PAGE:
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Utah's Republican Caucuses Attract Attention and Money

Senator Orrin Hatch stands to lose his Senate seat, depending on the outcome of Utah's Republican caucuses.

By Andrea Smardon

Salt Lake City, UT – FreedomWorks for America is an advocacy organization chaired by former House Majority leader Dick Armey. The organization has already spent more than a half million dollars on attack ads this year in an attempt to retire Senator Hatch. Russ Walker is the national political director.

"We're well aware that this race can be won or lost on caucus night. That's why we're involved," Walker said.

FreedomWorks was mobilizing in Utah in 2010 in the effort to get Senator Bob Bennett out of office. Ultimately, the delegates elected tea party candidate Mike Lee at the Republican Convention, avoiding a primary. Walker says they're targeting Hatch because they want a Senator who is more fiscally conservative.

"Utah can do better than what they have. This is about transforming Washington DC and transforming the US Senate so that we can create a smaller, more limited form of government," said Walker.

Senator Hatch says FreedomWorks is an outside group trying to infiltrate the GOP.

"If we let those people come in and take over this state, I mean my gosh, it's going to be a doggone mess here. They've told me frankly, we're going to take over the Republican party. One reason I'm running some a strong campaign is to make sure that they don't. We just can't let that happen," said Hatch.

Hatch has easily outspent Freedomworks and his opponents - state representative Chris Herrod and former state Senator Dan Liljenquist - combined. On top of that, there are two super-PACS running pro-Hatch ads in Utah. One called Freedom Path has taken aim at Liljenquist, but he says the ads have actually helped him build name recognition.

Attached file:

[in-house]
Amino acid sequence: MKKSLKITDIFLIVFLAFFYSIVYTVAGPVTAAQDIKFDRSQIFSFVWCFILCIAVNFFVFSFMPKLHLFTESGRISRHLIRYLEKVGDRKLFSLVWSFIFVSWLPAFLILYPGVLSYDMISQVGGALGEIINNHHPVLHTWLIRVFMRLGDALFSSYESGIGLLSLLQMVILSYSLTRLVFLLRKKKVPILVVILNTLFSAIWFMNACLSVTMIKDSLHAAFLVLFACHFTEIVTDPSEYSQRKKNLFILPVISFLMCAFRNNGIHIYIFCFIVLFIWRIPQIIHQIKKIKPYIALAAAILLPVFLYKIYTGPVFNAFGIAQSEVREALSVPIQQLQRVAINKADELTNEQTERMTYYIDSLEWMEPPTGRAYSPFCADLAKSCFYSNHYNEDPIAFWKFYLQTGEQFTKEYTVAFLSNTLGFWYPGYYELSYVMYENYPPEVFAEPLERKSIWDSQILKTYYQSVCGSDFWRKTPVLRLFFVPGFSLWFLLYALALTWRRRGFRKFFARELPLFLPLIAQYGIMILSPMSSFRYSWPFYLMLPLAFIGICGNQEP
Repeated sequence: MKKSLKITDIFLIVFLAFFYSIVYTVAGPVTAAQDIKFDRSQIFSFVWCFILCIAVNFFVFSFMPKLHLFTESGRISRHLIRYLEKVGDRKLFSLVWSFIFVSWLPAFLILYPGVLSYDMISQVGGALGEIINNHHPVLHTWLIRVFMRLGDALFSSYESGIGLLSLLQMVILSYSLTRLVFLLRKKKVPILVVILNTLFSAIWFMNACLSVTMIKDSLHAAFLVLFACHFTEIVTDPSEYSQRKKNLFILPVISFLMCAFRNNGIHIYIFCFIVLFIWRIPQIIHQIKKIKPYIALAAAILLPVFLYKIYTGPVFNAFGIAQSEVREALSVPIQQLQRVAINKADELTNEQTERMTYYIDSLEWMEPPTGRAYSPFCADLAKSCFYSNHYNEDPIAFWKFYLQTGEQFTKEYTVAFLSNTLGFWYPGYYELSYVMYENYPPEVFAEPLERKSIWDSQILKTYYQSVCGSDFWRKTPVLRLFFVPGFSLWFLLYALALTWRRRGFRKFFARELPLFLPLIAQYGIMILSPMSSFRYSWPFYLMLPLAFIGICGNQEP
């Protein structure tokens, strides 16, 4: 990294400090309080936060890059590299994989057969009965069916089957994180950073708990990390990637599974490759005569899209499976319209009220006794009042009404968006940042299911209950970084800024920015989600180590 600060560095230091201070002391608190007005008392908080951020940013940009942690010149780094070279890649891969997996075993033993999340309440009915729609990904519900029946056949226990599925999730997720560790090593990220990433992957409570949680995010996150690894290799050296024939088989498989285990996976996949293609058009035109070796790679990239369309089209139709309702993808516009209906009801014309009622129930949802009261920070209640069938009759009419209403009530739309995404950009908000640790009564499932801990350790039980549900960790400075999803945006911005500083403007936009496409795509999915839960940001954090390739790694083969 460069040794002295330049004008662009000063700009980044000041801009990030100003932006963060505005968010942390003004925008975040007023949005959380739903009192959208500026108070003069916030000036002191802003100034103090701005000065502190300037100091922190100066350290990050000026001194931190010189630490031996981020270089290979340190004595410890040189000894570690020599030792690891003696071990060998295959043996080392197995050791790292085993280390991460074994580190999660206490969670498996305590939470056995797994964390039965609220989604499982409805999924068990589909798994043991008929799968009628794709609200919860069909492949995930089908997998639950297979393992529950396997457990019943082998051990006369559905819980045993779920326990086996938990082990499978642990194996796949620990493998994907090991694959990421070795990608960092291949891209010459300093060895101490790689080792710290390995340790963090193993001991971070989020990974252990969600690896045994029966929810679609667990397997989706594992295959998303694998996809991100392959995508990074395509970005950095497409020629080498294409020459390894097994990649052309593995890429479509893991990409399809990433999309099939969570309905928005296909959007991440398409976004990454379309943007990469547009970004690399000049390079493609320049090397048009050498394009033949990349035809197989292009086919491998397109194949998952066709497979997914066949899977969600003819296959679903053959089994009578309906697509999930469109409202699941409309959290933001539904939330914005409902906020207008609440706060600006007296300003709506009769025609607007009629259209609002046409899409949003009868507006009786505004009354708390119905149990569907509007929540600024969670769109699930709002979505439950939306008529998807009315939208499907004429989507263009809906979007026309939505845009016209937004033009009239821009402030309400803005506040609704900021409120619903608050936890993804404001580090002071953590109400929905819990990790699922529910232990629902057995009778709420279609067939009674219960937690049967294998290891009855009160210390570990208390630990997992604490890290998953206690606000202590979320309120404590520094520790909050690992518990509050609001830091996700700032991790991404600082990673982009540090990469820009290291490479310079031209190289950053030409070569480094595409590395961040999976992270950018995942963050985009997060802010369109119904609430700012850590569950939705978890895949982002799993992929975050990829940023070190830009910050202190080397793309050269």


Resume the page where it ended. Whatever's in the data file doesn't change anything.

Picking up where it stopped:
"They've been the most negative of the SuperPACS against me personally," said Liljenquist, "But you know what they've done? They've helped people learn how to pronounce Liljenquist which I'm grateful for."

Liljenquist says that despite the outside money, he thinks the caucus system helps to level the playing field, by allowing candidates to focus on the 4000 delegates elected.

"We have the best system in the world for leveling out the influence of out-of state money in races because you can for much less money compete and get your message to 4000 voters - to look them in the eye and say here's what I'll do," said Liljenquist, "That gives Utah the unique opportunity to have people without the millions of millions of dollars that typically flow into an incumbent senators coffer to have a chance, and we feel like we've got a good chance."

Once the delegates are chosen, the candidates and the advocacy groups will have about 5 weeks to make their case before the state Republican Convention in April.

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